It wouldn’t be fair to let the month go by without at least one trip to the New York Gypsy Festival. In its seventh year now, it might be the consistently best music series in this city – especially since it isn’t just limited to gypsy music. This year’s has included Eastern European jazz, gypsy punk, Macedonian fusion and flamenco funk, to name a few styles. And it’s still going on: with five more concerts left, the organizers are selling the remaining festival passes for $25, which at $5 per show is a ridiculous bargain, considering that these include a triplebill with A Hawk & a Hacksaw, Dark Dark Dark and Pillars and Tongues on the 28th at the Bell House and the 29th at Drom.

Is it sacrilegious to say that klezmer is great drinking music? If so, too bad. That’s what composer/pianist Roger Davidson and his all-star band played at their Gypsy Festival appearance at Drom last night. If the room wasn’t sold out, it was close to capacity, the crowd growing as the night went on. Minor keys, or for that matter waltz time, have seldom been so much fun. Davidson’s latest album On the Road of Life is his first adventure in klezmer, and like his bandmates, he’s expanding the style to incorporate other equally ecstatic styles: Russian, Hungarian and other European sounds from further west. As he told the audience, he feels like he’s part of a bigger picture, a constantly evolving tradition that he’s just happy to be part of. His band was as bracing and intense as you would expect from a group with Frank London on trumpet, Matt Darriau on clarinet, Patrick Farrell on accordion and Pablo Aslan on bass plus mandolin, cimbalom and drums.

Davidson REALLY likes 3/4 time, and he redeemed it, over and over again, although frequently those songs would suddenly burst into flames and go doublespeed or four-on-the-floor. The first opened dark and stately, the accordion carrying it until London’s trumpet took over with a jaunty ragtime flair. Darriau got a solo spot thrown at him, completely unprepared – and it might have turned out to be his best one of the night. Likewise, Davidson picked this spot for his best one of the evening as well, nimble and ecstatic, firing off a couple of furious glissandos up and down the keys at the end, clarinet and trumpet joining in a dixieland raveup. That got the party started.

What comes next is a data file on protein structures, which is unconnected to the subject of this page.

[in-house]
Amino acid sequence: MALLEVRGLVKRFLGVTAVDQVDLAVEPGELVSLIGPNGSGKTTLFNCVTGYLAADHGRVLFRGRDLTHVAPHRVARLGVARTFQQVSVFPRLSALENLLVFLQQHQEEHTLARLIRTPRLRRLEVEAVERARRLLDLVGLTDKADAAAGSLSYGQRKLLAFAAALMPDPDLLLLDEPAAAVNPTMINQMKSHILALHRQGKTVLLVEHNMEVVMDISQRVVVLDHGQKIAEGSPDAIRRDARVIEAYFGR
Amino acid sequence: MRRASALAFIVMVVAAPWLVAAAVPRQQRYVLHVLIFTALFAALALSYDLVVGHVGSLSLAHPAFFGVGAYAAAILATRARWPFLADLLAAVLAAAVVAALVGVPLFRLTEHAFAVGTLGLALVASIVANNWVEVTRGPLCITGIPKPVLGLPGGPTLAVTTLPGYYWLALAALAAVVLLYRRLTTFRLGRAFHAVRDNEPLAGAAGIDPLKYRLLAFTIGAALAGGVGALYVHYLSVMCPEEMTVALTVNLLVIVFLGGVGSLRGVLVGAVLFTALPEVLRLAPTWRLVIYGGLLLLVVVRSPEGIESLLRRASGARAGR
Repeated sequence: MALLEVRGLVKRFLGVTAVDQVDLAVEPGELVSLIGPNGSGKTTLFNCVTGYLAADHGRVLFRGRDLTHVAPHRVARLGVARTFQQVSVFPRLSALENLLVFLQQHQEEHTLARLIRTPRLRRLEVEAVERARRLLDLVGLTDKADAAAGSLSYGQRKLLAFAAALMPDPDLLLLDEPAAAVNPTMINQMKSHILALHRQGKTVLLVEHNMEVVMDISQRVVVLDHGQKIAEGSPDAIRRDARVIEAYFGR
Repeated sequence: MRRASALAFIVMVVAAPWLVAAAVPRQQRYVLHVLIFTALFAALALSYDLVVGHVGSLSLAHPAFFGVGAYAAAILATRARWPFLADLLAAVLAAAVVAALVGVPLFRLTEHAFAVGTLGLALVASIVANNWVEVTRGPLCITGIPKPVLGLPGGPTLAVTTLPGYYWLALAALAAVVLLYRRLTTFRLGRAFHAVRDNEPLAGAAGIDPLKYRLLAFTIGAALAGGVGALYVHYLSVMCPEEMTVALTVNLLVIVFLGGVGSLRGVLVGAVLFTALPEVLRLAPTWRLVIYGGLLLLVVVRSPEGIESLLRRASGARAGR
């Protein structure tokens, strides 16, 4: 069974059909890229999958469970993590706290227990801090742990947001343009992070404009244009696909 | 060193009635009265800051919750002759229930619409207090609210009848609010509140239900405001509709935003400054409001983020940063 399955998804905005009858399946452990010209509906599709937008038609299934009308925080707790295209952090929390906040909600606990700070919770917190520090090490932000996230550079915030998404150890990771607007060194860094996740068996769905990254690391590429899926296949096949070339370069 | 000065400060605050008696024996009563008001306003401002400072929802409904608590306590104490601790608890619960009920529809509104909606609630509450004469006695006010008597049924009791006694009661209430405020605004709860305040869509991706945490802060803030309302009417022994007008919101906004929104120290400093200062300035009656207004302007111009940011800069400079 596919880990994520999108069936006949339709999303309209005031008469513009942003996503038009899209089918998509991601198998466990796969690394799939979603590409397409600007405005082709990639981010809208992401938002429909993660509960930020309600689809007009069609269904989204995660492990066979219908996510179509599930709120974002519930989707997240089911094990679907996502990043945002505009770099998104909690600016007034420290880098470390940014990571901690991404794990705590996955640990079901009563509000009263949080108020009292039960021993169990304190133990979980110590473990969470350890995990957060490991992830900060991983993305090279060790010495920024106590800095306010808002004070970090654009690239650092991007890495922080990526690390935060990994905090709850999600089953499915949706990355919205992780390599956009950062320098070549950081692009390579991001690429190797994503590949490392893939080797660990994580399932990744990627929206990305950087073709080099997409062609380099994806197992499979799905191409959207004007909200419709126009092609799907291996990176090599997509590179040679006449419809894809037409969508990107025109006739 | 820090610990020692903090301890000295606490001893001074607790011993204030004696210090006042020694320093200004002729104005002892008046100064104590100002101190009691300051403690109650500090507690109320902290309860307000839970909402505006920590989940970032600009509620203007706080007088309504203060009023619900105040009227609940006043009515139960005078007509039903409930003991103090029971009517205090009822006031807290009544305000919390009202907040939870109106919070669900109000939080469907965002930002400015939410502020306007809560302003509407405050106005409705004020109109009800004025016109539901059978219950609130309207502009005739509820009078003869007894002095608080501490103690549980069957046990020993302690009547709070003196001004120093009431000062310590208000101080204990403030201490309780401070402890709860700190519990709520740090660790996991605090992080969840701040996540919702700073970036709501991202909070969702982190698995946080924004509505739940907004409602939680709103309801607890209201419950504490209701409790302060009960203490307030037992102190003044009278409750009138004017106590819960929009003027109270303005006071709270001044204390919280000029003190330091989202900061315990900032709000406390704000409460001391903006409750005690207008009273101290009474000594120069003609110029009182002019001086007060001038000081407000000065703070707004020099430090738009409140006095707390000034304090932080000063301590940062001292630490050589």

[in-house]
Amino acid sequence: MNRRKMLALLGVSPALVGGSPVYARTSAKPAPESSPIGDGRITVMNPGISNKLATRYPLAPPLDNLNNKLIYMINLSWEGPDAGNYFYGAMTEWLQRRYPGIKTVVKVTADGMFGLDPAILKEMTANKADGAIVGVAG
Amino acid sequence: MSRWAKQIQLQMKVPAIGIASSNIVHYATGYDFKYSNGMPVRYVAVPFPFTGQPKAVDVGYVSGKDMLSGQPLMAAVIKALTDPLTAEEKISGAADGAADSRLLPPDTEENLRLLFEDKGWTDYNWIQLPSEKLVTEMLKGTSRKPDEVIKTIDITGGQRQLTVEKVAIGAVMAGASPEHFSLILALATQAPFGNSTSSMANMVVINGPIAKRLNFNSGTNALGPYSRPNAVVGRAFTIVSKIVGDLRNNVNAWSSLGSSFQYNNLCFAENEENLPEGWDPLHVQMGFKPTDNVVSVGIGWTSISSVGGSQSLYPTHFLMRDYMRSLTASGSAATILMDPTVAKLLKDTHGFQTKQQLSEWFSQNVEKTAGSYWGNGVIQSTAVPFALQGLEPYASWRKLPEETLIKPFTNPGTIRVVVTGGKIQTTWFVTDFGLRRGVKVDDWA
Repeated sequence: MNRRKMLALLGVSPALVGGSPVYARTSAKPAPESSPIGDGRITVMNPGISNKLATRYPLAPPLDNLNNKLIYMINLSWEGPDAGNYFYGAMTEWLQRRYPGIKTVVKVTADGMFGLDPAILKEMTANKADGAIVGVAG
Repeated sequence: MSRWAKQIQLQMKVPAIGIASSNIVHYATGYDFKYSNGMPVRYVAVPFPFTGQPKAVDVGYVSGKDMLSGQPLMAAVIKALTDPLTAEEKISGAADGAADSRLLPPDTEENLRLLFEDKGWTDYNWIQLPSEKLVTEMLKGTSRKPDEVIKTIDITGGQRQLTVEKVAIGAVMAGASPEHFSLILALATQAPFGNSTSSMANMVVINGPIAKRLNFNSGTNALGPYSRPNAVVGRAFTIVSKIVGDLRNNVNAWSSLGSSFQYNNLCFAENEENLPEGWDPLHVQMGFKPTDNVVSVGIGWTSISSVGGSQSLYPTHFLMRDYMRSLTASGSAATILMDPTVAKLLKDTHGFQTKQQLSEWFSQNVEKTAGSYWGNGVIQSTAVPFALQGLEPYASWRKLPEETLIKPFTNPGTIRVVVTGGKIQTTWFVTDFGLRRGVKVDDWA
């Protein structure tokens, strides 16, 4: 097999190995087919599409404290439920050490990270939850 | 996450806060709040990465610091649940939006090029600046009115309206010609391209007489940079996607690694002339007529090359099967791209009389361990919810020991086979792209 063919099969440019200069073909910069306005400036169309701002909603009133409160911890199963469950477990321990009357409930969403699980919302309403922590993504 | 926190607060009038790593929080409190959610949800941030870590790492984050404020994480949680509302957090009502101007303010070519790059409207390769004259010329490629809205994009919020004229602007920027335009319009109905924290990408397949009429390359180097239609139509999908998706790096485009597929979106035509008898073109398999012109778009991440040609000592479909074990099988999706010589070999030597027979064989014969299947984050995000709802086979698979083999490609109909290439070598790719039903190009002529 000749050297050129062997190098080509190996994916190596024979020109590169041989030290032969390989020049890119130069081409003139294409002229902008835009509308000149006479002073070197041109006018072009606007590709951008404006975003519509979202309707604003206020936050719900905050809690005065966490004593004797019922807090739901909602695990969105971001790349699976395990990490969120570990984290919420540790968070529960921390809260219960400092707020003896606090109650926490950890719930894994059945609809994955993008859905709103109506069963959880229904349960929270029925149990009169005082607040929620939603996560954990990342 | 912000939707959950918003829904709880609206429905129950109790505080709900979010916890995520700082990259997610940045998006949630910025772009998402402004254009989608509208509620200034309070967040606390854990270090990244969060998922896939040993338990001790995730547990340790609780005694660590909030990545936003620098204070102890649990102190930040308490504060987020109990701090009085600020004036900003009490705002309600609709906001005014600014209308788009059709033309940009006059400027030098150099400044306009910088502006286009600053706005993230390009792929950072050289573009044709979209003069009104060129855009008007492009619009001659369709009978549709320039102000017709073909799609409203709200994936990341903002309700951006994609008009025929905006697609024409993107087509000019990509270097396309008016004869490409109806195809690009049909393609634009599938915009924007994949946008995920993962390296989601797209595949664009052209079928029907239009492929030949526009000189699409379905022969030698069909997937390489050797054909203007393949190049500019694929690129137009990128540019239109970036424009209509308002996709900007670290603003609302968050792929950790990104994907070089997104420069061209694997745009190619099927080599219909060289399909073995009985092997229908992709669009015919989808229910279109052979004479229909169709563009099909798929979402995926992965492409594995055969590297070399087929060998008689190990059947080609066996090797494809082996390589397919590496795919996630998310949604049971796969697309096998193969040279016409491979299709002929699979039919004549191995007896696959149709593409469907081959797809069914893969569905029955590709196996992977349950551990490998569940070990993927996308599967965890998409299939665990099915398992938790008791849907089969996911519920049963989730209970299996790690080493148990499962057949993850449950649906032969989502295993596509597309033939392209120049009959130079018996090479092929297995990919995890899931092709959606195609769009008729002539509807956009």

Aslan took a lickety-split, rumbling bass solo for a couple of bars on the scurrying romp that followed, London blazing a path through the darkness on the slow, austere number after that. The trumpeter had introduced Davidson to The Lonely Dancers, which might have been the most unselfconsciously gorgeous tune of the evening, a Russian melody that they built to a lush, brooding majesty and then took down to just Aslan against the accordion and terse piano (the whole band was seldom playing all at once, so when they hit a swell, the effect was intense). Davidson gave a catchy, tiptoeing tune a funky edge before they took it doublespeed with the horns whirling; a little later, they did a particularly mesmerizing version of his nocturne Night Journey, its atmospherics finally punctured by Darriau’s blazing crescendo. They closed with the rapt, suspenseful Equal in the Eyes of God, a tricky, Serbian-inflected dance, then another one of those brooding waltzes with balalaika-ish mandolin, and finally Harvest Dance, whose wicked riff lingered long after the show had ended.

And as it turned out there was another act: London’s Klezmer Brass All-Stars, who are as wild and intense as you would think and don’t really need any press since they’re legendary in klezmer and Balkan circles. And at that point, sadly, there were other places to go and things to do.